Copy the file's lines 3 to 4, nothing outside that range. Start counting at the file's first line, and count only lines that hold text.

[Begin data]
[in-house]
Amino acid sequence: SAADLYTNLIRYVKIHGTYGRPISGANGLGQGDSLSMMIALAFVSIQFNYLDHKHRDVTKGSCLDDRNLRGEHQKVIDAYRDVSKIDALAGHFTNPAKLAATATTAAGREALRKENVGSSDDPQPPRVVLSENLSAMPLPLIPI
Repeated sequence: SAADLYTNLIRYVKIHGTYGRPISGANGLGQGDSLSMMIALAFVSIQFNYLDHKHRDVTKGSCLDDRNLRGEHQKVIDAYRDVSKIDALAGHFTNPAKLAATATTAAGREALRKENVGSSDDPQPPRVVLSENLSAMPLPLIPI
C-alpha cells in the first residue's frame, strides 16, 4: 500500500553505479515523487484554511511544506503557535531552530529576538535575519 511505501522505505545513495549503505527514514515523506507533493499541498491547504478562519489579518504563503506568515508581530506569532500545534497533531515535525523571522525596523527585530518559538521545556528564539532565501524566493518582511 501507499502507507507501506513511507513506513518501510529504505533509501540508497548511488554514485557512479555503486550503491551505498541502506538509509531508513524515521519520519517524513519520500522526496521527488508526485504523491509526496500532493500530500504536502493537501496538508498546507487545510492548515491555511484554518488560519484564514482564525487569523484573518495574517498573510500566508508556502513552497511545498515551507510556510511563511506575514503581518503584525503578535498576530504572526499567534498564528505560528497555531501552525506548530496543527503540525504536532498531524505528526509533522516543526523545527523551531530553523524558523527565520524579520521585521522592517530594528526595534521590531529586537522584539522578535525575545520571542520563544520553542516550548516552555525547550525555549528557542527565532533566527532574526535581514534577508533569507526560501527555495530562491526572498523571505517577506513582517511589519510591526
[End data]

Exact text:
Repeated sequence: SAADLYTNLIRYVKIHGTYGRPISGANGLGQGDSLSMMIALAFVSIQFNYLDHKHRDVTKGSCLDDRNLRGEHQKVIDAYRDVSKIDALAGHFTNPAKLAATATTAAGREALRKENVGSSDDPQPPRVVLSENLSAMPLPLIPI
C-alpha cells in the first residue's frame, strides 16, 4: 500500500553505479515523487484554511511544506503557535531552530529576538535575519 511505501522505505545513495549503505527514514515523506507533493499541498491547504478562519489579518504563503506568515508581530506569532500545534497533531515535525523571522525596523527585530518559538521545556528564539532565501524566493518582511 501507499502507507507501506513511507513506513518501510529504505533509501540508497548511488554514485557512479555503486550503491551505498541502506538509509531508513524515521519520519517524513519520500522526496521527488508526485504523491509526496500532493500530500504536502493537501496538508498546507487545510492548515491555511484554518488560519484564514482564525487569523484573518495574517498573510500566508508556502513552497511545498515551507510556510511563511506575514503581518503584525503578535498576530504572526499567534498564528505560528497555531501552525506548530496543527503540525504536532498531524505528526509533522516543526523545527523551531530553523524558523527565520524579520521585521522592517530594528526595534521590531529586537522584539522578535525575545520571542520563544520553542516550548516552555525547550525555549528557542527565532533566527532574526535581514534577508533569507526560501527555495530562491526572498523571505517577506513582517511589519510591526